One of the main goals of the natural world is to reproduce. Viruses are no different. And there is one of them who executes a brutal strategy against the caterpillars just to achieve his goal. The virus manipulates the genes associated with the caterpillars’ vision to make them feel more attracted to sunlight than usual, causing a completely literal climb, leaf after leaf, aiming, as if it were Icarus, to get as close to the Sun as possible.
After this deadly climb in which the tiny body incessantly climbs the plant, the caterpillar will die when the scavengers feast on it , facilitating, from above, the spread of the virus that was inside the insect.
It looks like something out of a scary movie, but it’s more common than it seems in the world of insects.
Unveiling secrets of entomology
Now a new study reveals exactly how this process happens. Specifically, with a group of viruses that infect insects known as nucleopolyhedroviruses (NPV) and caterpillars of the cotton bollworm ( Helicoverpa armigera ).
Known as “tree canopy disease,” it’s all related to phototaxis, or the way organisms are attracted to a light source (in this case, the Sun).
“The mechanisms by which parasites and pathogens manipulate host behavior are of great interest, but few studies have definitively characterized them,” the authors write in their paper published in the journal Molecular Ecology . “Here, we illustrate how HearNPV induces enhanced phototaxis in H. armigera larvae by hijacking the host’s visual perception and triggering climbing behavior, causing infected larvae to die at a high altitude.”
Nucleopolyhedroviruses belong to a larger group of viruses called baculoviruses that usually proceed by altering the locomotion of their hosts. Baculoviruses can infect more than 800 species of insects, mainly caterpillars of moths and butterflies.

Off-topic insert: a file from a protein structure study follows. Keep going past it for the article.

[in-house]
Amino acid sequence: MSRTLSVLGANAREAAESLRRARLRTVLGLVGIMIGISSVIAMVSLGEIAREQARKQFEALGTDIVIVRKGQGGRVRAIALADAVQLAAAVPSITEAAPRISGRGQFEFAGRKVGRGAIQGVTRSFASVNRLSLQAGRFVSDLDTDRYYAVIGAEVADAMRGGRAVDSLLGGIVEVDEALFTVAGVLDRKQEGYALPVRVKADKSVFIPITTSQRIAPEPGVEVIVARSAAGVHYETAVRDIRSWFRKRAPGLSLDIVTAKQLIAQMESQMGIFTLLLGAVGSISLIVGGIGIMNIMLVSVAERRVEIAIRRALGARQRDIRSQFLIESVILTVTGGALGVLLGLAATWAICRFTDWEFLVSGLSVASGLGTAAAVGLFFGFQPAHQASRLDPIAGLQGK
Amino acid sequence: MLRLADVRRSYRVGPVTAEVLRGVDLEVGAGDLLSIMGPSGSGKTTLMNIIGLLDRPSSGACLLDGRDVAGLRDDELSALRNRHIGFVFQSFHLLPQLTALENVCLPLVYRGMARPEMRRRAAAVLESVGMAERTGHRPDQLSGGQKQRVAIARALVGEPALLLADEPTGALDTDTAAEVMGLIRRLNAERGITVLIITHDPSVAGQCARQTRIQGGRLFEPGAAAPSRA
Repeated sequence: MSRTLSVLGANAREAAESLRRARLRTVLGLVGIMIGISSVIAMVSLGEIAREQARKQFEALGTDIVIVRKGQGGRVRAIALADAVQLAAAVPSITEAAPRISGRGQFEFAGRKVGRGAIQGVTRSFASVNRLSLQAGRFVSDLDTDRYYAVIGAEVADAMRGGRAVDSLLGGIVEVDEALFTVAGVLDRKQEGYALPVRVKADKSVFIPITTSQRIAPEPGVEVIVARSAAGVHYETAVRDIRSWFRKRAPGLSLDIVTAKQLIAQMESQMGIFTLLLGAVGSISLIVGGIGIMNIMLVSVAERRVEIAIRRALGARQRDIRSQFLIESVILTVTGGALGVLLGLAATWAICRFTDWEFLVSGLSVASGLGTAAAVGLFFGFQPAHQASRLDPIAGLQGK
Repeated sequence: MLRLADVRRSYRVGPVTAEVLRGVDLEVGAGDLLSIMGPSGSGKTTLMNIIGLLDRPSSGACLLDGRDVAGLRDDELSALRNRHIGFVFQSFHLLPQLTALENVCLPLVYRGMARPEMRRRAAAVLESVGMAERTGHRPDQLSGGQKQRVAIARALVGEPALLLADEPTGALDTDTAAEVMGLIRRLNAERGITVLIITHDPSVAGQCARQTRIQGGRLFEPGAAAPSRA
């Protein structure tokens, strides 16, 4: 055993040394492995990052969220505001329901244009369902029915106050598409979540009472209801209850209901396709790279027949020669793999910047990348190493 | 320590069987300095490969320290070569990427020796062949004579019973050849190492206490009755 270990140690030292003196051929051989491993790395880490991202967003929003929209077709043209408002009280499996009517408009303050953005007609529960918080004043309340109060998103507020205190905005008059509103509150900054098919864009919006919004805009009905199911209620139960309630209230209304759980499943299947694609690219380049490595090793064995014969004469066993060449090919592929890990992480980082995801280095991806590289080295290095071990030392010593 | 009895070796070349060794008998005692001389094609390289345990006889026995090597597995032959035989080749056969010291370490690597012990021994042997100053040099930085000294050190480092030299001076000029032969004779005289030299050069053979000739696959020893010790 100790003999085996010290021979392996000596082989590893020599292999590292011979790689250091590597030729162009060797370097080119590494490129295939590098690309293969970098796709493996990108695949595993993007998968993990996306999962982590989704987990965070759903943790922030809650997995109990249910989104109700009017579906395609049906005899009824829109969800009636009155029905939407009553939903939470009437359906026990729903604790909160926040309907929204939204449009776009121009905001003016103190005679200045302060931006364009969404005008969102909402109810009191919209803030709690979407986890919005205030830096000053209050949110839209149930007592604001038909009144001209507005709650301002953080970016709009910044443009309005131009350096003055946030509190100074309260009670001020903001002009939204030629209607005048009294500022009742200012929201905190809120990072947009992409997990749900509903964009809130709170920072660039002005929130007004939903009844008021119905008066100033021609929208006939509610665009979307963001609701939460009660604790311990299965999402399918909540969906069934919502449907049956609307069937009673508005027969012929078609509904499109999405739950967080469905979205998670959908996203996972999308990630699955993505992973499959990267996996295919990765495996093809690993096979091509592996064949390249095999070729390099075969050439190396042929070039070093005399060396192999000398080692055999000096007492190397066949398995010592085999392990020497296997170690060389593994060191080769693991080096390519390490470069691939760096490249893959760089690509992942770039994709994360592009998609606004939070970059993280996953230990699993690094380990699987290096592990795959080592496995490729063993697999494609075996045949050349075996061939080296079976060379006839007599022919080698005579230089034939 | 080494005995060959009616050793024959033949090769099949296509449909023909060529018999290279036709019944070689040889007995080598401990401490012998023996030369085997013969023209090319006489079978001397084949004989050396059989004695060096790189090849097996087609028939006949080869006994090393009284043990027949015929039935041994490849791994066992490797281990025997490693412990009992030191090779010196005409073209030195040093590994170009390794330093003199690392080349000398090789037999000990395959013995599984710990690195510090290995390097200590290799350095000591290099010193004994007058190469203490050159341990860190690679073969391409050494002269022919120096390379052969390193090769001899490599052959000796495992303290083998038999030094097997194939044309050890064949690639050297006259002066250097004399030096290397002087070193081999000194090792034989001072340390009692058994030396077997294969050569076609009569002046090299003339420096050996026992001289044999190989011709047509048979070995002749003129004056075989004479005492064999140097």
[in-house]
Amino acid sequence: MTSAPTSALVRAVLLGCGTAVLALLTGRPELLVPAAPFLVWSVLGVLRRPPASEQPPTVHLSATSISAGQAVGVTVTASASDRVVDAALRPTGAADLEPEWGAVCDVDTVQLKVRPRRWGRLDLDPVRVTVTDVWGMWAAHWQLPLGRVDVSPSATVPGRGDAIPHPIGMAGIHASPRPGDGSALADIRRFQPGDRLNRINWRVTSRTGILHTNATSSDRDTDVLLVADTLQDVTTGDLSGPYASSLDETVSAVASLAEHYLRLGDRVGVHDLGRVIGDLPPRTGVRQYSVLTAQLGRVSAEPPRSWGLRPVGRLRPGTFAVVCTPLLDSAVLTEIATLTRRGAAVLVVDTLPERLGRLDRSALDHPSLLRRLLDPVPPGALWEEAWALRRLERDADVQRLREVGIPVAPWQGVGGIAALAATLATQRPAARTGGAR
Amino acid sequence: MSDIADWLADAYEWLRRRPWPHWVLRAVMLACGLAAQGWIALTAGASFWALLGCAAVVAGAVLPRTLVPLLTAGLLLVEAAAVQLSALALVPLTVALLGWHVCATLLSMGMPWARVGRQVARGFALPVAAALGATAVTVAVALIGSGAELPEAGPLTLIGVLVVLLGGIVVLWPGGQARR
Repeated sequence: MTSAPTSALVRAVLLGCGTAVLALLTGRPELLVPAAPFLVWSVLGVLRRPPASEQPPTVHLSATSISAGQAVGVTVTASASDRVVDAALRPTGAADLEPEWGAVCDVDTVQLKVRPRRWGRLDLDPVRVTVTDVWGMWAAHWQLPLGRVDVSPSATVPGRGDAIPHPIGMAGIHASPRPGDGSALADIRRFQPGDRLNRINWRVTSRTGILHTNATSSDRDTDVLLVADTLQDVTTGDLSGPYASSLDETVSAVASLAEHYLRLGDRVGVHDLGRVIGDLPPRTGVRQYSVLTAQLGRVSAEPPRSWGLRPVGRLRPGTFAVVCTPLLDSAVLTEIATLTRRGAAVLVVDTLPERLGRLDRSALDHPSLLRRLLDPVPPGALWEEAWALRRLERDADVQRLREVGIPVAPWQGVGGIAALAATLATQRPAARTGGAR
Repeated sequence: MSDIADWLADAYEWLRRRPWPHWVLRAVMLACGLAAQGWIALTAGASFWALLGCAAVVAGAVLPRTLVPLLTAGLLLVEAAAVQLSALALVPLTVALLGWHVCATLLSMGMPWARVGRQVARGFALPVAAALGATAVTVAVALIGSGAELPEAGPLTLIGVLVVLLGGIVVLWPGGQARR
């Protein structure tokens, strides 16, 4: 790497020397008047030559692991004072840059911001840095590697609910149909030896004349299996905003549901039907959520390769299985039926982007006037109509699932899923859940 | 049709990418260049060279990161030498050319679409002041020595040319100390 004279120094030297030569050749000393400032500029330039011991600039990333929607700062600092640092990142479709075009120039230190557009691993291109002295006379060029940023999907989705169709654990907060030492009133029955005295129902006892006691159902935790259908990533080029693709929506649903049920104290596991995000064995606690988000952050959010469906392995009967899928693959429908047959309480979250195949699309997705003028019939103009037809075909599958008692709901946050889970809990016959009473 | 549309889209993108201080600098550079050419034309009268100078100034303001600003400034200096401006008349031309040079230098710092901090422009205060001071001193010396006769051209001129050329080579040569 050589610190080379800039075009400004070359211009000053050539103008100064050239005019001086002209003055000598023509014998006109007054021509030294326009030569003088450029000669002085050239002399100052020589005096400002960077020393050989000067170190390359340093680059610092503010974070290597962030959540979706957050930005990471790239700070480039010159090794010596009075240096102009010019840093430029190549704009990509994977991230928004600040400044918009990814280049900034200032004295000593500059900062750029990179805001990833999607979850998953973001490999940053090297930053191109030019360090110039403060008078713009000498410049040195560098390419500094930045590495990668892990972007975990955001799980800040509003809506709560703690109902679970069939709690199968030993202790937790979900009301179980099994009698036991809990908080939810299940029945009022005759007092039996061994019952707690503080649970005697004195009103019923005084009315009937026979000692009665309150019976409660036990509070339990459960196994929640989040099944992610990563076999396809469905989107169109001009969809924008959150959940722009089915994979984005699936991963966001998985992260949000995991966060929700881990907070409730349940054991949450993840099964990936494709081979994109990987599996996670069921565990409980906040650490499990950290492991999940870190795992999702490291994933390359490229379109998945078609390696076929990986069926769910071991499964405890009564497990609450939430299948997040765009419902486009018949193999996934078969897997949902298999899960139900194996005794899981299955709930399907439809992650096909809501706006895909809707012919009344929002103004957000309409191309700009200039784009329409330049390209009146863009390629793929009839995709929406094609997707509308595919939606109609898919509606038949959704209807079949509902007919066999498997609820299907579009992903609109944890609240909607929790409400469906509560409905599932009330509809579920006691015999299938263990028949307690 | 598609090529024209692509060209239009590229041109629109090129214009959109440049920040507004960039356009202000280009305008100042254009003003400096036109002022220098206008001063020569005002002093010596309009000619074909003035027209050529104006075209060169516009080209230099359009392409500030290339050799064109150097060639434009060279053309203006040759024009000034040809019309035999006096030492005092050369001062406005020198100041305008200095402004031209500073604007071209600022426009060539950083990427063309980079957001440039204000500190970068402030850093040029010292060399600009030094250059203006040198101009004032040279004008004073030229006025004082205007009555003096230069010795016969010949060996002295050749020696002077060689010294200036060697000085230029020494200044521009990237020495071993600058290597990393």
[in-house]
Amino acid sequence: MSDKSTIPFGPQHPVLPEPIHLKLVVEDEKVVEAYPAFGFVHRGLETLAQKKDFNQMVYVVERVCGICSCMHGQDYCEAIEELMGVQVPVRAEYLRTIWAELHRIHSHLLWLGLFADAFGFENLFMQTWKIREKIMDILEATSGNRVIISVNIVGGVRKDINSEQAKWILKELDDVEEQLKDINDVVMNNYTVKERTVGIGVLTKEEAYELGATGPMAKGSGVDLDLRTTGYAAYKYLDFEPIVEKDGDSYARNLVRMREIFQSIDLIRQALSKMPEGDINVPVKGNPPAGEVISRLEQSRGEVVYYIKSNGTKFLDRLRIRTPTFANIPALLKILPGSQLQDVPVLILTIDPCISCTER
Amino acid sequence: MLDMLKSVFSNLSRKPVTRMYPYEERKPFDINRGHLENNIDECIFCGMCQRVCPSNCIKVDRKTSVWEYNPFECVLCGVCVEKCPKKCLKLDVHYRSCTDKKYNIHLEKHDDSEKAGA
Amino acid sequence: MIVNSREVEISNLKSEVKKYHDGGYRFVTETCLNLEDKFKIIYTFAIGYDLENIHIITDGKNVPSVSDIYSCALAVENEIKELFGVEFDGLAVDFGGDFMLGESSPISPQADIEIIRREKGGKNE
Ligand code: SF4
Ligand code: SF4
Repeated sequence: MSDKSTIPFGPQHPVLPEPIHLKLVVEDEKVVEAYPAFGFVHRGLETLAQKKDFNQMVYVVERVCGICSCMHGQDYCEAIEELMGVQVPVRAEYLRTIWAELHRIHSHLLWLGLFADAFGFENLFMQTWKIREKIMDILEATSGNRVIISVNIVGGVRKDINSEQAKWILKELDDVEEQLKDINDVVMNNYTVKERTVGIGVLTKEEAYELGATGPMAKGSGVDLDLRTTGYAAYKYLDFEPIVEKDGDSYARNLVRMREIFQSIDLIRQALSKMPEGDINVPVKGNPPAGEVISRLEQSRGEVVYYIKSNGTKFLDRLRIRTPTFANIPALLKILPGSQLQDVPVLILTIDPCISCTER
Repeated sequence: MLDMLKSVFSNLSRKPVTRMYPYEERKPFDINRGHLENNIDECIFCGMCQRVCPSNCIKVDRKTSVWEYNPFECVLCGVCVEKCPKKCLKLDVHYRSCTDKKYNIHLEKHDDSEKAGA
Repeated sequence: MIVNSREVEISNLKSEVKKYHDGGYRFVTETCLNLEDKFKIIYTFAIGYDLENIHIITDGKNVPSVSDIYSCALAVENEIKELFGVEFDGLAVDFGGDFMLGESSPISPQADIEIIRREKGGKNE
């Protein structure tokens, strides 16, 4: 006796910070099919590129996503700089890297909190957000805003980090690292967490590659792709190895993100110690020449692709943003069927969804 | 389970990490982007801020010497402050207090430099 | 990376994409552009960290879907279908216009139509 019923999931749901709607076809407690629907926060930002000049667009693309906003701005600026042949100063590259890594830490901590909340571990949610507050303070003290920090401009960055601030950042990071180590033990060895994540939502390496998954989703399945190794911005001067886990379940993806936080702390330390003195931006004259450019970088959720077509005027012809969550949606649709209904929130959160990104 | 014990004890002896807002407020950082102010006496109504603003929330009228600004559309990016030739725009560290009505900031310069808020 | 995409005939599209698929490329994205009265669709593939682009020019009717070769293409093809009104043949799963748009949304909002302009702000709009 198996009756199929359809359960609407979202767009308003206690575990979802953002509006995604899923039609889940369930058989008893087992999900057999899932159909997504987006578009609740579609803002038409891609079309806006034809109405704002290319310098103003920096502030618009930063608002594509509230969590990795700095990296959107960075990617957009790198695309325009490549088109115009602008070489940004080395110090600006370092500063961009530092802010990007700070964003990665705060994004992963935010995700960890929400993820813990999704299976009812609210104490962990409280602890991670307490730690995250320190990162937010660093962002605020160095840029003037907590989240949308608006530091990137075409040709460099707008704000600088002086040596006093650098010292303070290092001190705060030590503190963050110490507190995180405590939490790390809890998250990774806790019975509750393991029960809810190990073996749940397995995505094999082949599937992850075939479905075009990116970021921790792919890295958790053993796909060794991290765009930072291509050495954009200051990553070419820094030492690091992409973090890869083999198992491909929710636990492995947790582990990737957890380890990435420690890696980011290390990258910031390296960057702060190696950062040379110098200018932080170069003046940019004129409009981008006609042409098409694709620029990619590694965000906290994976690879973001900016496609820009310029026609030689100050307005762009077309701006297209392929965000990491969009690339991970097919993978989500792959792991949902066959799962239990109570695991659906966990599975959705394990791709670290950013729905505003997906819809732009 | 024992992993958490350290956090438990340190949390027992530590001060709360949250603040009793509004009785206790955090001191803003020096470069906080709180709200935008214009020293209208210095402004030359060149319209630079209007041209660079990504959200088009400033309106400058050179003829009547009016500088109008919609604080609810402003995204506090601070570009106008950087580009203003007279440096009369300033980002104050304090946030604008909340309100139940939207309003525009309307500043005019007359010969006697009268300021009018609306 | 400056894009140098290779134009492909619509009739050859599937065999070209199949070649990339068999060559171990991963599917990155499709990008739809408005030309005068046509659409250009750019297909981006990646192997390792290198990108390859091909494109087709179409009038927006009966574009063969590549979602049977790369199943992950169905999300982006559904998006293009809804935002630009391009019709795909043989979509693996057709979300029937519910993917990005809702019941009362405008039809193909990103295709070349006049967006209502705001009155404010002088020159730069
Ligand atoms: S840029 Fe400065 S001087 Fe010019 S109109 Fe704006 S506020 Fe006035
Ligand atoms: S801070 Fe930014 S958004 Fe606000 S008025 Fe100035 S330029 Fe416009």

Although the macabre trick of these viruses to achieve their goal was known, scientists were not entirely clear how the viruses turned the caterpillars into zombie organisms.
For the study, China Agricultural University researcher Xiaoxia Liu and her colleagues fed moth larvae either virus-contaminated food or an uninfected control diet and then placed them at the bottom of glass tubes or cotton plants in pots. The glass tubes had an LED light source installed at the top, middle, or bottom of the tube, while the plants had the light source at the top or bottom, and the team recorded the distances traveled by each larva each hour. .
The researchers compared the positions of the infected and uninfected caterpillars. Those in the control group wandered around the mesh, but eventually came back, but the infected hosts ended up dead on top of the mesh . The higher the light source, the higher the infected caterpillars climbed . For comparison, caterpillars with the virus crawled toward the light about four times longer than uninfected ones. It was clear that the virus was using the caterpillar’s vision against itself.
Taking a look at the genes, they found that two genes for opsins, the light-sensitive proteins that are critical for vision, were more active after being infected by the virus, as was another gene associated with vision called TRPL. .
“Since sunlight shines on plants from above, positive phototaxis is likely a reliable mechanism to ensure that infected larvae are killed at high altitudes on host plants,” the researchers write.
The new research shows that viruses manipulate “yet another host physiological process: visual perception.” Of course, how the virus alters the expression of these genes remains a mystery.
“More research is needed on how viral infection is affecting gene expression,” the experts conclude.
Referencia: X. Liu et al. Baculoviruses hijack the visual perception of their caterpillar hosts to induce climbing behaviour thus promoting virus dispersal. Molecular Ecology. Published online March 8, 2022. doi: 10.1111/mec.16425.